Sellafield marks two flight firsts in the use of drones at the U.K. site

August 8, 2023, 7:01AMRadwaste Solutions

Technical specialist Peter King (left) and Sam Jay, UAV engineer and chief pilot, at Sellafield’s Engineering Centre of Excellence, with the Flyability Elios 3 drone. (Photo: Sellafield)

Sellafield Ltd., a subsidiary of the U.K. government’s Nuclear Decommissioning Authority, announced that drone pilots have successfully completed two firsts in the use of unmanned aerial vehicles (UAV) at the Sellafield nuclear site in Cumbria, England.

According to the company, the flights, which accessed a Sellafield building with limited space using a light detection and ranging (lidar) sensor and a radiation dosimeter, are helping improve the safety of employees during the decommissioning of the site’s legacy buildings.

Mapping flight: First, an Elios 3 drone equipped with a lidar sensor was able to successfully collect data from a site building. The data will be processed to produce a 3D model of the area, which will help inform engineering decisions. According to Sellafield, the mapping flight marks a major milestone for the site’s UAV team, enabling unparalleled efficiency in mapping and 3D modeling.

Mobile unmanned systems: Automating operations, increasing efficiency, and reducing risk in nuclear

December 2, 2022, 3:03PMNuclear NewsBrian Dassatti, Kamila Blain, and Jenn Sinkiewicz
Teledyne FLIR PackBot® conducts visual inspections in a hazardous area.

Mobile unmanned systems, also known as MUS, encompass a range of robotic devices, including drones, ground vehicles, crawlers, and submersibles. They are used for a wide range of industrial and defense applications to automate operations and assist humans or completely remove human workers from hazardous conditions. Robotics are ubiquitous in industrial manufacturing. Military robots are routinely employed in combat support applications, such as reconnaissance, inspection, explosive ordnance disposal, and transportation. Drones are used in many industries for security and monitoring, to conduct aerial inspections or surveys, and to capture digital twins. Wind and solar farms use MUS technologies for day-to-day operations and maintenance.

INL engineers become drone pilots to prepare for waste vault testing

September 7, 2022, 9:30AMRadwaste Solutions

The Department of Energy’s Calcine Retrieval Project (CRP) at the Idaho National Laboratory Site is progressing toward what is likely to be a first: flying a light detection and ranging-equipped drone inside a high-level radioactive waste vault to map its interior.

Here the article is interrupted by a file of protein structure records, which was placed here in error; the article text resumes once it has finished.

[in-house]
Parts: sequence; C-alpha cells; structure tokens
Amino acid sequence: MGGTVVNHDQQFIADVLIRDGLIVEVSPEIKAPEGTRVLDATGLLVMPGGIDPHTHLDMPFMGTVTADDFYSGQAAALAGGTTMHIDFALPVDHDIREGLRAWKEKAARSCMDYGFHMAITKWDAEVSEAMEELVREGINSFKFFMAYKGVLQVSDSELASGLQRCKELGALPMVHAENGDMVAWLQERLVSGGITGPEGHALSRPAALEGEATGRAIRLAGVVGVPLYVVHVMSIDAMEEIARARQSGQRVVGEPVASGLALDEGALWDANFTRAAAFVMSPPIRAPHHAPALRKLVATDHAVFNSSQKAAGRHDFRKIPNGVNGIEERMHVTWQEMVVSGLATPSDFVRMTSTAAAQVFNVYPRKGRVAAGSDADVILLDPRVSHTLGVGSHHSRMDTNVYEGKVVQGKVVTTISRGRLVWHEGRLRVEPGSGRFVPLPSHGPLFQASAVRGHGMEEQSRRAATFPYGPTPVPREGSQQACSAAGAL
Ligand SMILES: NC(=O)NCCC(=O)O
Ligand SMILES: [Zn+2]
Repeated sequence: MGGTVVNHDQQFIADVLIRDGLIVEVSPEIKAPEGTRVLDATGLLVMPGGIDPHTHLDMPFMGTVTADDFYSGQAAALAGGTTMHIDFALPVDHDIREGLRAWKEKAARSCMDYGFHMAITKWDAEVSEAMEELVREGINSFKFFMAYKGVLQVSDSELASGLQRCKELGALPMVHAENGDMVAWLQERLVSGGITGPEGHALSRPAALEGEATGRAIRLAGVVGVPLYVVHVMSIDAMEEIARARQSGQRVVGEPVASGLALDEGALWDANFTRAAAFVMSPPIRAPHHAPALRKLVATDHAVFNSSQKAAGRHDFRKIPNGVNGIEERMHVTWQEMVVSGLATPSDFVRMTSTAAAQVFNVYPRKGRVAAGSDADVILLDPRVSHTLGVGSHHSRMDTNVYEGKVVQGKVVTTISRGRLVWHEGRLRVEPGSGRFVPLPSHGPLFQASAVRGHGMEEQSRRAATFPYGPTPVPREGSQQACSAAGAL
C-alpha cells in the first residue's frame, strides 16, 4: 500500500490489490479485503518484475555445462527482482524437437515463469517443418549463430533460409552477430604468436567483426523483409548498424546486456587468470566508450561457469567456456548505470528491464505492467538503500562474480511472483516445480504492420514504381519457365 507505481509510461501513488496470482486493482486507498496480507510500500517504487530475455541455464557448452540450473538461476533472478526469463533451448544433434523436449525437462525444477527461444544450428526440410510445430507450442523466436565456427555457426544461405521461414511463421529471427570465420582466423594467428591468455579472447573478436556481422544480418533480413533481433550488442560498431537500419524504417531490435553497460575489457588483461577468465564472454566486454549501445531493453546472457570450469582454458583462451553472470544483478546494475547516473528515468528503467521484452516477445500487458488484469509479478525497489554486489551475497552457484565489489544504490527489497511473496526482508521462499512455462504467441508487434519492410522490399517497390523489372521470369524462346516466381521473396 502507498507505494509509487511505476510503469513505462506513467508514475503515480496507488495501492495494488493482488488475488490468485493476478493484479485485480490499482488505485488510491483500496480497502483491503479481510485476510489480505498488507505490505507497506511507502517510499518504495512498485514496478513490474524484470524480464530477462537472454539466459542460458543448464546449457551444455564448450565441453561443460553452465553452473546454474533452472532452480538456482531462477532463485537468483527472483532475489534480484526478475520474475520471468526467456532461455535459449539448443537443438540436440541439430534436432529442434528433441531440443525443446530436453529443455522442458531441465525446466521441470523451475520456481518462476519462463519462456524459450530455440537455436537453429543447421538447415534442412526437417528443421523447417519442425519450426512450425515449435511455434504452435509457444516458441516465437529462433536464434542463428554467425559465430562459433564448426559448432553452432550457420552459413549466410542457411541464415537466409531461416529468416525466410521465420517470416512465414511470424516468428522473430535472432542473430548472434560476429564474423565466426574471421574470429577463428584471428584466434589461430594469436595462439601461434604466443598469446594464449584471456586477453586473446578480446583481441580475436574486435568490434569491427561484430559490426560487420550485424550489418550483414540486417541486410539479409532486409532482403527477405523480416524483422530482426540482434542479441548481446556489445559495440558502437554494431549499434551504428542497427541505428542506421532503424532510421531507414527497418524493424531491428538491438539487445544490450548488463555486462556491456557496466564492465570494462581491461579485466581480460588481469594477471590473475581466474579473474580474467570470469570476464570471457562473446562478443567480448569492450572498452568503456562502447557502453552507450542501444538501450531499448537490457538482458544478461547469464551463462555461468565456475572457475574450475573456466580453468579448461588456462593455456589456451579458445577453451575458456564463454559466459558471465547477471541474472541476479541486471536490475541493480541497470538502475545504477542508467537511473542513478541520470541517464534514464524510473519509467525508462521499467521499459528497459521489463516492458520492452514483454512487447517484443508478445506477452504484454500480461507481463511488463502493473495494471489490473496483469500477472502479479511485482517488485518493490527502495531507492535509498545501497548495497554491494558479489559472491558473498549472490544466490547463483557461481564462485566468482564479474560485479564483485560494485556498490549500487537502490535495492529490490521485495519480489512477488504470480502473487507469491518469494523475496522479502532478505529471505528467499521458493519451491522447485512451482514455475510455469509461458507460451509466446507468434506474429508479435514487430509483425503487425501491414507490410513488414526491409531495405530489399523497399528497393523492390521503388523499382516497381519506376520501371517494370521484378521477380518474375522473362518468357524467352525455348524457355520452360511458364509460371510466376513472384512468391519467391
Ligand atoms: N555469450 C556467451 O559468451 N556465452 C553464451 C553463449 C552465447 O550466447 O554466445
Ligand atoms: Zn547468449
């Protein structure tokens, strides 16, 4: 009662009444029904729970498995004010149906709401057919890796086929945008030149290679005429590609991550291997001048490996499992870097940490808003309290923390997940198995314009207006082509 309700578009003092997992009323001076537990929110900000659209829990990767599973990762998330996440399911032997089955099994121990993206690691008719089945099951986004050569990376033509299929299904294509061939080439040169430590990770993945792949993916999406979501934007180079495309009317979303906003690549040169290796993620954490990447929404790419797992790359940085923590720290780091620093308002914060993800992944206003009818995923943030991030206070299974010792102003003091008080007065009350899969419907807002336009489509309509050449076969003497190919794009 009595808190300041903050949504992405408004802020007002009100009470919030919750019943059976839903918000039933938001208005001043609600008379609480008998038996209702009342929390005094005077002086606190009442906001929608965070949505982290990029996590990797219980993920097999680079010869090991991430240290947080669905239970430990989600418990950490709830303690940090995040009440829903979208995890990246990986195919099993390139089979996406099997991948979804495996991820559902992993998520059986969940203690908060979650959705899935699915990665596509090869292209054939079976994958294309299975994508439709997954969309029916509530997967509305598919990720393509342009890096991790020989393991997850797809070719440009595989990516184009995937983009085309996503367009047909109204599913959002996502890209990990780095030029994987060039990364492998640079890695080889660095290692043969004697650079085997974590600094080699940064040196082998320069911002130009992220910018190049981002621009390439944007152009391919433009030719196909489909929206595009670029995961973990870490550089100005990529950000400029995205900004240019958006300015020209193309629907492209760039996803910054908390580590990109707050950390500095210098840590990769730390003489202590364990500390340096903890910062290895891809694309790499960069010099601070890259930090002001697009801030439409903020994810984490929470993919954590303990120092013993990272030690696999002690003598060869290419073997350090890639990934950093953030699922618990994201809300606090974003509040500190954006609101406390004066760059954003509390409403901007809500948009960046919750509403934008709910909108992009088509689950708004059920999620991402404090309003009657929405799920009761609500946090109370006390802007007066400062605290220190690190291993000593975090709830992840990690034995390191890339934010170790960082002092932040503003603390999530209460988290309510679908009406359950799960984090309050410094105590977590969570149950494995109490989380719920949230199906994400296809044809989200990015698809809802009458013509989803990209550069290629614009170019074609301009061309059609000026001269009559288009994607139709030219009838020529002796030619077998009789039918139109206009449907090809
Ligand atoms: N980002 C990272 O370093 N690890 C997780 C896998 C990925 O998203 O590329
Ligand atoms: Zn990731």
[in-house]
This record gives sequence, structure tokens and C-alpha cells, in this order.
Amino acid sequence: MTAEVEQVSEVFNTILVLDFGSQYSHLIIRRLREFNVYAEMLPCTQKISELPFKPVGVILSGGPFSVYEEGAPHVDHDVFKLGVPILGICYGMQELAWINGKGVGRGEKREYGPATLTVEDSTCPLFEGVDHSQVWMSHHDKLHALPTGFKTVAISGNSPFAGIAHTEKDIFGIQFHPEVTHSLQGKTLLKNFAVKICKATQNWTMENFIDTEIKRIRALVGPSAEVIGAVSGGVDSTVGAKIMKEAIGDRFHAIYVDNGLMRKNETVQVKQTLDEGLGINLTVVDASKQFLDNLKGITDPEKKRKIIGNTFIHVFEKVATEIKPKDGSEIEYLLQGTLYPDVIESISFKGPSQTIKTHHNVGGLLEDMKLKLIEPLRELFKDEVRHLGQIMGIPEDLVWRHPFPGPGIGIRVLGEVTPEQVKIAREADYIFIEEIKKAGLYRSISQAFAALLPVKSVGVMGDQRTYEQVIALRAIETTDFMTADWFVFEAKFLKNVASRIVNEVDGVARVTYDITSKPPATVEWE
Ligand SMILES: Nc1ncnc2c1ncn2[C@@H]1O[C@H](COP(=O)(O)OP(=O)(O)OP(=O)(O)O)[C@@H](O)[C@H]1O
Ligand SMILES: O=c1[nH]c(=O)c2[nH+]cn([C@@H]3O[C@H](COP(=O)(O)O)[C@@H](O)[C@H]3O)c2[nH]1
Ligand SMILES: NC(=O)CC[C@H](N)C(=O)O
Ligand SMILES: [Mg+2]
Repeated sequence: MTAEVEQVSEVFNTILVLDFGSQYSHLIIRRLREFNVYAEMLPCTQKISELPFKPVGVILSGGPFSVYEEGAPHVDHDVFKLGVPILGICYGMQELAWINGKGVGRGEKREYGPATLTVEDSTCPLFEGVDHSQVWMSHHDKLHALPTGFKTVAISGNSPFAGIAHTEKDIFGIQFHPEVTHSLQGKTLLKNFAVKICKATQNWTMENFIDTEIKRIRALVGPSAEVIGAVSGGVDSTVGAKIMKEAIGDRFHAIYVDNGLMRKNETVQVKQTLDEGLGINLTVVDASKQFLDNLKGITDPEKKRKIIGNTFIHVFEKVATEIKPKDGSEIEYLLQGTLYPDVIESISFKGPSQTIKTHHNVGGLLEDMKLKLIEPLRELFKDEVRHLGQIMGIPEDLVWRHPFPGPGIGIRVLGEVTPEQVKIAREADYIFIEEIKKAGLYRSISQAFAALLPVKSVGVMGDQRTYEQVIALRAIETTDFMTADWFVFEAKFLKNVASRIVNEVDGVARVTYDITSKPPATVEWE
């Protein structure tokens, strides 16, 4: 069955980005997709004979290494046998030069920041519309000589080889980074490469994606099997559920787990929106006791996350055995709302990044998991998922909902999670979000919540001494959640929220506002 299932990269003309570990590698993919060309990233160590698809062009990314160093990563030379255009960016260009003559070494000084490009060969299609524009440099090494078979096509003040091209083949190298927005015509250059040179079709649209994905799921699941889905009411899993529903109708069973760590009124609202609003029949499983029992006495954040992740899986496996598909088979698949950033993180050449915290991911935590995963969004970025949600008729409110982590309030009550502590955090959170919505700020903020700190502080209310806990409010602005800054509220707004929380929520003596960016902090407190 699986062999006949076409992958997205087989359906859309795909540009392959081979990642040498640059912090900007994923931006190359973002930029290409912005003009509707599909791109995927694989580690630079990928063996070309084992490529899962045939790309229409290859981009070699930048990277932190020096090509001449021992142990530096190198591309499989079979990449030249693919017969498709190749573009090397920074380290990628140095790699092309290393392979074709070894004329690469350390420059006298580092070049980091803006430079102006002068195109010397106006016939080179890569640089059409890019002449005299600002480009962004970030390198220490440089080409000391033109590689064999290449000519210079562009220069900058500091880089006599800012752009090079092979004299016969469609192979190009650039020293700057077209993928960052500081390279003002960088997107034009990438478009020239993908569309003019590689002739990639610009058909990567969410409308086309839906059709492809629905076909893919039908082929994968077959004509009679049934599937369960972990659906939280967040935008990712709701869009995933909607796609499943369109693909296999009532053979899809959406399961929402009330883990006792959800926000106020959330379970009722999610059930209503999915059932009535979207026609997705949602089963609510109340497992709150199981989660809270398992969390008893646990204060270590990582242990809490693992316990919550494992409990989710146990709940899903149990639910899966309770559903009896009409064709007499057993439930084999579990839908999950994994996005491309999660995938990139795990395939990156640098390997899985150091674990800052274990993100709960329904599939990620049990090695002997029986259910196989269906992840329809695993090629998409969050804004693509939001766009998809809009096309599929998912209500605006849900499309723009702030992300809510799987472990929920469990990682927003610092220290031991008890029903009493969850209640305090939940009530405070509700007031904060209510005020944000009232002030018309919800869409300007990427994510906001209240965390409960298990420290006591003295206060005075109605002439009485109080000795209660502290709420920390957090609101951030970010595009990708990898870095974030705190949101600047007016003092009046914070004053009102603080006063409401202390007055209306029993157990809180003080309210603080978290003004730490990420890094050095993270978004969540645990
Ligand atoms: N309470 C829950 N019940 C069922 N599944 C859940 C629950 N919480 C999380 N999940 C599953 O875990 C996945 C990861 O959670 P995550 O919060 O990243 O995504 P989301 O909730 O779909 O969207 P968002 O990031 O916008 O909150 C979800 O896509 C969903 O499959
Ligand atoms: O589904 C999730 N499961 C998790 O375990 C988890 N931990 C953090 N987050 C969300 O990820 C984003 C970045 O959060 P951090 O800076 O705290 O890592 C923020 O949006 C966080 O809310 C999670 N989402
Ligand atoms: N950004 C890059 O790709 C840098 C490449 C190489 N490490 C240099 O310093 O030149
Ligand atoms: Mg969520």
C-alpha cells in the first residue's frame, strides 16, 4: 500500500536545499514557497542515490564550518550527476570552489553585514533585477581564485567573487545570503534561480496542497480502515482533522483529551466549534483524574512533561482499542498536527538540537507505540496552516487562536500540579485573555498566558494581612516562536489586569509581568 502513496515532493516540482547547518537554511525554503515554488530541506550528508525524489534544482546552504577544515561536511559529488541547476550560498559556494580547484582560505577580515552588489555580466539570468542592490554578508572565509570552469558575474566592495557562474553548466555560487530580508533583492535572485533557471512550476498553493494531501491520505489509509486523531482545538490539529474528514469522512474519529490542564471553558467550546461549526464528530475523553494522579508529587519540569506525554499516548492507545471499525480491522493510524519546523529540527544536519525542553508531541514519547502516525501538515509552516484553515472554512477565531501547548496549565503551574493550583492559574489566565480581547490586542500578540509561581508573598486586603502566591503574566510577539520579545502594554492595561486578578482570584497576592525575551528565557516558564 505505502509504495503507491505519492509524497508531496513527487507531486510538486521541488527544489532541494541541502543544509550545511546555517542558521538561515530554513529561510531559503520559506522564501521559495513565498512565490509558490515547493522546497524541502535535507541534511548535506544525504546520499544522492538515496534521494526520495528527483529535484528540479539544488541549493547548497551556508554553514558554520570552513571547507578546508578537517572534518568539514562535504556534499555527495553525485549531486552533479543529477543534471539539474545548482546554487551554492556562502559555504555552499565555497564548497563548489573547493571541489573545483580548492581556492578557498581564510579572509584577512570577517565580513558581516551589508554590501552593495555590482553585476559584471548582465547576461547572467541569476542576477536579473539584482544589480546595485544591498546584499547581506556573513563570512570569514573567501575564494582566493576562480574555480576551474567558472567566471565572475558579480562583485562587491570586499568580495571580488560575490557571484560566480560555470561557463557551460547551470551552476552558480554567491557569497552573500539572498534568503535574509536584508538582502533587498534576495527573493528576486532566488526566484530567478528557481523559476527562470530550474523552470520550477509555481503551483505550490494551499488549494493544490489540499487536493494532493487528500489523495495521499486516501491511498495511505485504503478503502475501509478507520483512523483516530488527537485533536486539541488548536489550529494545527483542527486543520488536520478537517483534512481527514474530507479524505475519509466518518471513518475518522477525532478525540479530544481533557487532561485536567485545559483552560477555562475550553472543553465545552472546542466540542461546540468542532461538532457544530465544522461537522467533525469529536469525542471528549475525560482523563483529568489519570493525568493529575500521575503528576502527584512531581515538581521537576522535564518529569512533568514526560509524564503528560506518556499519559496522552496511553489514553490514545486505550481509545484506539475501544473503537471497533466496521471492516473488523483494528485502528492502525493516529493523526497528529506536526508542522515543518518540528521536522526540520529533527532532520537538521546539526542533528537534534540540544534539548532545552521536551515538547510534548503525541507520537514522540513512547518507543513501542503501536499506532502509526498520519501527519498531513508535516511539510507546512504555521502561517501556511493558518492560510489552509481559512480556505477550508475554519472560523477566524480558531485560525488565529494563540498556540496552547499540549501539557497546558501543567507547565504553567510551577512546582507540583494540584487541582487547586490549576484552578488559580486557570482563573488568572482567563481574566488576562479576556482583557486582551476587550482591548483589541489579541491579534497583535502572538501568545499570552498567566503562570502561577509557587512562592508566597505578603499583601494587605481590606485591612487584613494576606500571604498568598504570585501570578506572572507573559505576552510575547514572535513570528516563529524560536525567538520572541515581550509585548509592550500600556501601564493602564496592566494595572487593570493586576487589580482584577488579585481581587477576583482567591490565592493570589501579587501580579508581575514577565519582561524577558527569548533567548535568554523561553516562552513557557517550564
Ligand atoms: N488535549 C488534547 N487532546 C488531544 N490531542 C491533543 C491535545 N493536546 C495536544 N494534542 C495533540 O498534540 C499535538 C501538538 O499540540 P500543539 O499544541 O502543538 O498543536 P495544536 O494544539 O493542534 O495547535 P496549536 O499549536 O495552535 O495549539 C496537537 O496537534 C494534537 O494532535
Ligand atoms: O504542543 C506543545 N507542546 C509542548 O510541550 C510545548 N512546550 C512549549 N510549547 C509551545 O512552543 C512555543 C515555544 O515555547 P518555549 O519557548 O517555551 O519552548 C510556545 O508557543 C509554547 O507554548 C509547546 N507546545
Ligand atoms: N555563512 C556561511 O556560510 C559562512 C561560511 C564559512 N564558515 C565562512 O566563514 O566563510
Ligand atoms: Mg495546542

SwRI demonstrates drone autonomy technology

November 29, 2021, 9:30AMNuclear News
SwRI engineers used LIDAR point cloud data to reconstruct a high-resolution image of a facility that houses electric turbines at the nuclear power plant. 3D cubes, or voxels, on the left provide spatial information on the turbine facility. Point clouds were reconstructed to create the high-resolution image of the turbines on the right. SwRI specializes in data visualizations to identify damage and potential hazards following accidents at nuclear power plants and other hazardous facilities. (Graphic: SwRI)

During the EnRicH 2021 European Robotics Hackathon, Southwest Research Institute’s unmanned aircraft system (UAS or drone) explored and mapped the interior of a nuclear power plant, detecting radiation sources autonomously, without the aid of a human pilot.

SwRI’s UAS technology can potentially assist in life-saving search-and-rescue missions and hazardous inspections at industrial facilities and infrastructure following natural disasters and other incidents.

Ratliff and Harris: Innovation for safety and reliability

October 23, 2020, 3:14PMNuclear NewsSusan Gallier



When Floyd Harris began working at Duke Energy’s Brunswick nuclear plant about 24 years ago as a radiation protection technician, robotics and remote monitoring were considered tools for radiation protection and nothing more. Now, teams from across the site, including engineering, maintenance, and operations, rely on the system of robots and cameras Harris is responsible for. “If you want to put those technologies under one umbrella,” says Harris, who now holds the title of nuclear station scientist, “it would be monitoring plant conditions.”

That monitoring is critical to effective plant maintenance. As Plant Manager Jay Ratliff explains, the goal is to “find a problem before it finds us” and ensure safety and reliability. Nuclear News Staff Writer Susan Gallier talked with Ratliff and Harris about how robotics and remote systems are deployed to meet those goals.

At Brunswick, which hosts GE-designed boiling water reactors in Southport, N.C., ingenuity and hard work have produced a novel remote dosimetry turnstile to control access to high-radiation areas, an extensive network to handle data from monitoring cameras, rapid fleetwide access to camera feeds to support collaboration, and new applications for robots and drones.